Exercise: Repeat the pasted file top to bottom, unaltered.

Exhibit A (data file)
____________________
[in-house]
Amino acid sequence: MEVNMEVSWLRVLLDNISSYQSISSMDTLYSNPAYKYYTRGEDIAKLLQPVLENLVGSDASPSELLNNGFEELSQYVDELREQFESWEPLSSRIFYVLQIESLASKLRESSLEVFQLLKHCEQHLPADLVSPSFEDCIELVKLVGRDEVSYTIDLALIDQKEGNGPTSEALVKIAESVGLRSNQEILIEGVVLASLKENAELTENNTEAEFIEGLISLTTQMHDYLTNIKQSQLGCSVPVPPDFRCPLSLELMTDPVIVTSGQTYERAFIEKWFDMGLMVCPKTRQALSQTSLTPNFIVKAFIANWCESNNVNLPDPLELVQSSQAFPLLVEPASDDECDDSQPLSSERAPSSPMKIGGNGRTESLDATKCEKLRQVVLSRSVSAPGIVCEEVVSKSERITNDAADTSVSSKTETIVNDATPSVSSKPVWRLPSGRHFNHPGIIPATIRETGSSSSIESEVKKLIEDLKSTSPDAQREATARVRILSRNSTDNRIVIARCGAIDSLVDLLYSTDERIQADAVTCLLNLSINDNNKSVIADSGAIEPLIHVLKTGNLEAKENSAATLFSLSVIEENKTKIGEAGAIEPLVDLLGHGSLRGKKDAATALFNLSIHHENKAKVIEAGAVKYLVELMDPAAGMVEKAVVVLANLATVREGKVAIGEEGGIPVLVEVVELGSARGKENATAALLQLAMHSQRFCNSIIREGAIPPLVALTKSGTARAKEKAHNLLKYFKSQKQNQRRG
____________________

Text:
[in-house]
Amino acid sequence: MEVNMEVSWLRVLLDNISSYQSISSMDTLYSNPAYKYYTRGEDIAKLLQPVLENLVGSDASPSELLNNGFEELSQYVDELREQFESWEPLSSRIFYVLQIESLASKLRESSLEVFQLLKHCEQHLPADLVSPSFEDCIELVKLVGRDEVSYTIDLALIDQKEGNGPTSEALVKIAESVGLRSNQEILIEGVVLASLKENAELTENNTEAEFIEGLISLTTQMHDYLTNIKQSQLGCSVPVPPDFRCPLSLELMTDPVIVTSGQTYERAFIEKWFDMGLMVCPKTRQALSQTSLTPNFIVKAFIANWCESNNVNLPDPLELVQSSQAFPLLVEPASDDECDDSQPLSSERAPSSPMKIGGNGRTESLDATKCEKLRQVVLSRSVSAPGIVCEEVVSKSERITNDAADTSVSSKTETIVNDATPSVSSKPVWRLPSGRHFNHPGIIPATIRETGSSSSIESEVKKLIEDLKSTSPDAQREATARVRILSRNSTDNRIVIARCGAIDSLVDLLYSTDERIQADAVTCLLNLSINDNNKSVIADSGAIEPLIHVLKTGNLEAKENSAATLFSLSVIEENKTKIGEAGAIEPLVDLLGHGSLRGKKDAATALFNLSIHHENKAKVIEAGAVKYLVELMDPAAGMVEKAVVVLANLATVREGKVAIGEEGGIPVLVEVVELGSARGKENATAALLQLAMHSQRFCNSIIREGAIPPLVALTKSGTARAKEKAHNLLKYFKSQKQNQRRG